We watched another informational movie on the USA 'secret war' with Laos. 

I didn't realize this, but prosthetic limbs actually wear out in about 2 years. 

Again, it was pretty emotional to learn about the devastating after-effects of war, and some first-hand accounts from parents who have list their children to UXO, due in part to the fact that most hospitals around Laos don't have the oxygen or blood  necessary to save them. 

If ever you wanted to donate to a cause, definitely check this place out!

National Museum 

The National Museum has information and artefacts from ancient Laos history right up to modern day. 

It gets a bit patriotic and biased around the civil war and the USA 'secret war', saying a lot of thins like 'the gun used by comrade so-and-so to bring down the US imperialist planes carrying guns for their puppets'. No joke. 

Either way, it was informative, although it closes promptly at 4 - we know because they turned off the lights at 3:45 and then chase us out at 3:58. They are serious about their closing times.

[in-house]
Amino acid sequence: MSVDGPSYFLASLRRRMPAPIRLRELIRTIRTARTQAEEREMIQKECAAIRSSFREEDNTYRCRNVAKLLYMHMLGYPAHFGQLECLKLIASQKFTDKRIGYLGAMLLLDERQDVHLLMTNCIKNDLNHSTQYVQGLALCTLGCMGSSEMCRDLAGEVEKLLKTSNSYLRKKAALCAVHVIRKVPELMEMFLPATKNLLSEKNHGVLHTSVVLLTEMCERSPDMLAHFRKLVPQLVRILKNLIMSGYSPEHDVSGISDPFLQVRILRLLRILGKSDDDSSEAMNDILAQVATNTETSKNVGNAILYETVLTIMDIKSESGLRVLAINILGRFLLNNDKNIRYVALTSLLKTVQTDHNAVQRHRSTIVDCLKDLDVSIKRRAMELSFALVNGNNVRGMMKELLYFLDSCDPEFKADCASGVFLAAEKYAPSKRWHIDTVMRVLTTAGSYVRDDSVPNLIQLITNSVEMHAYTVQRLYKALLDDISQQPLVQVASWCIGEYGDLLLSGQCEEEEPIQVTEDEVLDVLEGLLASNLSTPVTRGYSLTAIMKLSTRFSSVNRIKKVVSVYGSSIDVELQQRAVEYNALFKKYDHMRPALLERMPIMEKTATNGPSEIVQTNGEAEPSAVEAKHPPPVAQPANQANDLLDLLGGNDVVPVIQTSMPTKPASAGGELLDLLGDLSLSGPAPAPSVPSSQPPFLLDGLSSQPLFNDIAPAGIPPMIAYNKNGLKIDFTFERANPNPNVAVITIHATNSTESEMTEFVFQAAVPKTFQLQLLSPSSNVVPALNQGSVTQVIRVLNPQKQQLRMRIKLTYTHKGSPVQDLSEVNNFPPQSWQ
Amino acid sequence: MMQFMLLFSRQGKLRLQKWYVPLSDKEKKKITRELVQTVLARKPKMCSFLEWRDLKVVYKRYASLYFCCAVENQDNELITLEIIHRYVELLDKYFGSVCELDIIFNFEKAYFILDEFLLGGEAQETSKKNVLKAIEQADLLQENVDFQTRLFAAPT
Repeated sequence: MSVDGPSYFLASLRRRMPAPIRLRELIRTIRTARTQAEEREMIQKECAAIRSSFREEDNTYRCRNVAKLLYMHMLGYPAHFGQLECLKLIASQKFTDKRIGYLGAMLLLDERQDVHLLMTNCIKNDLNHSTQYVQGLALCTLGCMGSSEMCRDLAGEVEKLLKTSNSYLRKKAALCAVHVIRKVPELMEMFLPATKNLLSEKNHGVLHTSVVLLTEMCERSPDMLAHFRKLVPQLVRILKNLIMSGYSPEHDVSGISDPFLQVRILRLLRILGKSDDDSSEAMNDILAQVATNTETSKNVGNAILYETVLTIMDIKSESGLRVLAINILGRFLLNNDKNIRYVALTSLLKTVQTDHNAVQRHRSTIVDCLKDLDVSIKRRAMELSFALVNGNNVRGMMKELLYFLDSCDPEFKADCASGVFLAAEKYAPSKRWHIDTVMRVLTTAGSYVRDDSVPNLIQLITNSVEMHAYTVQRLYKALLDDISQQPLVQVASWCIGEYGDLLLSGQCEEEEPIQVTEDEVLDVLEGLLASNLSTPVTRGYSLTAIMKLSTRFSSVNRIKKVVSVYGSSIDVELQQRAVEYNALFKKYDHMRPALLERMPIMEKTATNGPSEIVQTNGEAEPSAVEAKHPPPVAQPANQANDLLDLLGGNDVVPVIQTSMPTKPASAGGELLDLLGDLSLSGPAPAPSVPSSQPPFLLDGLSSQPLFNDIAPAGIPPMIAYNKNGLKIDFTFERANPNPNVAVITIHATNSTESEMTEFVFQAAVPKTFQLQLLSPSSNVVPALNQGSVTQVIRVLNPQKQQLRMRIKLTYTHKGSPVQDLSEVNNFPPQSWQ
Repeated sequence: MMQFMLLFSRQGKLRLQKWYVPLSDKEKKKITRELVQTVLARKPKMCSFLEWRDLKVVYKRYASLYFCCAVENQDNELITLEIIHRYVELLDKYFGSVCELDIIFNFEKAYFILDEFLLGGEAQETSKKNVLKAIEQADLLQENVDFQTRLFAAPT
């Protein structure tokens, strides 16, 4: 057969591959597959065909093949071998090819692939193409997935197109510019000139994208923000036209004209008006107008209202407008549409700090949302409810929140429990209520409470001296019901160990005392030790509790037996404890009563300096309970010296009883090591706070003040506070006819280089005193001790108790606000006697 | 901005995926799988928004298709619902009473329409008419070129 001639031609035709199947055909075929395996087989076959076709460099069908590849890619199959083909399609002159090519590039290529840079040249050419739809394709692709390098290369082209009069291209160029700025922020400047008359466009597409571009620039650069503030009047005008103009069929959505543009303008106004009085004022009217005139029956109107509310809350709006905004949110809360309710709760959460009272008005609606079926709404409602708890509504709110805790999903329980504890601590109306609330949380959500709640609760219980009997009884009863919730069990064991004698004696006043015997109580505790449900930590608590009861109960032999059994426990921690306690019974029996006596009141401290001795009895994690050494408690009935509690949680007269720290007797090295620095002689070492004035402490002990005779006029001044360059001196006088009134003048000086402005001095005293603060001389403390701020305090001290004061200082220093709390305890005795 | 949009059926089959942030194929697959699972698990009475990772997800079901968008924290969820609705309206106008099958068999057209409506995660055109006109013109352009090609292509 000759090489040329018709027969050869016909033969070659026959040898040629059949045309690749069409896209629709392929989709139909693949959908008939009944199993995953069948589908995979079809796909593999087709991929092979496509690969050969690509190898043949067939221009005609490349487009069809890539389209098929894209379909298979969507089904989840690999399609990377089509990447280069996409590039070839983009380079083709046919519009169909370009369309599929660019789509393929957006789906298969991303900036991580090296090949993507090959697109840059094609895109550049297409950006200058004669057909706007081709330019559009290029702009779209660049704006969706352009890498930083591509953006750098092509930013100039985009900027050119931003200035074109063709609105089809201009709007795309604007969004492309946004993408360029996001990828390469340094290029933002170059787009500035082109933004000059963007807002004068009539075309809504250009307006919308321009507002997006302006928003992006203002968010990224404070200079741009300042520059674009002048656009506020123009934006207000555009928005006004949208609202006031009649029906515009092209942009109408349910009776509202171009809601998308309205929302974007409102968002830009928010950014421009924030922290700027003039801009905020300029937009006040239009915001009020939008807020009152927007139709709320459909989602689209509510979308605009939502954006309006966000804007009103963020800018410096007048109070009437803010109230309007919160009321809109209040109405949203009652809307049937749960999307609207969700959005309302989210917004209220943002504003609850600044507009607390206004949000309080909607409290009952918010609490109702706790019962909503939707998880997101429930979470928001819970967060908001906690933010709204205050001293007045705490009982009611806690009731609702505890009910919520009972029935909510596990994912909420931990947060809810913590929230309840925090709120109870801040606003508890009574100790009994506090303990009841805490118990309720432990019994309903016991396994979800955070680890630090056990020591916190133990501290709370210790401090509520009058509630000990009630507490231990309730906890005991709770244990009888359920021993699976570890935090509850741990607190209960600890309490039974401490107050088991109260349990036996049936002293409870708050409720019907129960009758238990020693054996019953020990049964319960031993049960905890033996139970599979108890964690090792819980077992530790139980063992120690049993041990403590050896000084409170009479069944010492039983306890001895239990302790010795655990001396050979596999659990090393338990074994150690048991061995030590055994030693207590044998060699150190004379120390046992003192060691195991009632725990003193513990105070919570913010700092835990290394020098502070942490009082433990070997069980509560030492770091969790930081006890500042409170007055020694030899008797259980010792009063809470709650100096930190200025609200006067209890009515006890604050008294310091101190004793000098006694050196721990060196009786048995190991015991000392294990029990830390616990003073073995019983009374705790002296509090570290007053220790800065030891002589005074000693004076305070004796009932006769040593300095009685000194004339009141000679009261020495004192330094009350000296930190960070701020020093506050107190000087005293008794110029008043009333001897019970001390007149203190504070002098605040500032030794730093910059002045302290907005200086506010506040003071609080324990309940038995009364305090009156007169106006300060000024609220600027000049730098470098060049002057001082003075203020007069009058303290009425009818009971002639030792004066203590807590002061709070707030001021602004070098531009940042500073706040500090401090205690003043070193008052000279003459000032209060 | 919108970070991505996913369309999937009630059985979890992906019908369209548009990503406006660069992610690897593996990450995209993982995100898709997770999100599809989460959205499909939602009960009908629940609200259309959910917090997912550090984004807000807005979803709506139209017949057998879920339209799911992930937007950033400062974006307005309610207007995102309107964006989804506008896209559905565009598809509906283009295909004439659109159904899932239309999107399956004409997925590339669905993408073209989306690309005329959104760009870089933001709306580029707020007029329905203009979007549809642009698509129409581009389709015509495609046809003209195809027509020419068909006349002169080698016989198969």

Lots of guns on display. 

I saw the most unfortunate entry in the signature book. So disrespectful, although...slightly right on the biased part. 

Arc de Triumphe 

It's not much of a destination, but there is a big concrete replica of the Arc de Triumphe. 

Our tuktuk driver dropped us off for a little looksy on our way back from That Luang (and obvi tried charging us more). 

Vientiane Cuisine

As per usual, there was also some great food to be had in the Lao capital. 

The best ice cream I've had in Asia so far at a little place next to Joma cafe (the one near the Presidential Palace). 

Amazing passion fruit juice. I've notice most things are garnished with mint in Laos...loves it!

An amazing hibiscus and lime daiquiri at Makphet, which is an awesome restaurant that trains street kids to work in the hospitality industry. We went for the 50% off happy hour (5:30-7:00) since the menu was slightly on the expensive side. 

Cutest dogs getting a bath. 

Overall, Vientiane is a bit of a sleepy town with not much in the way of activities, but there are still places to see nonetheless.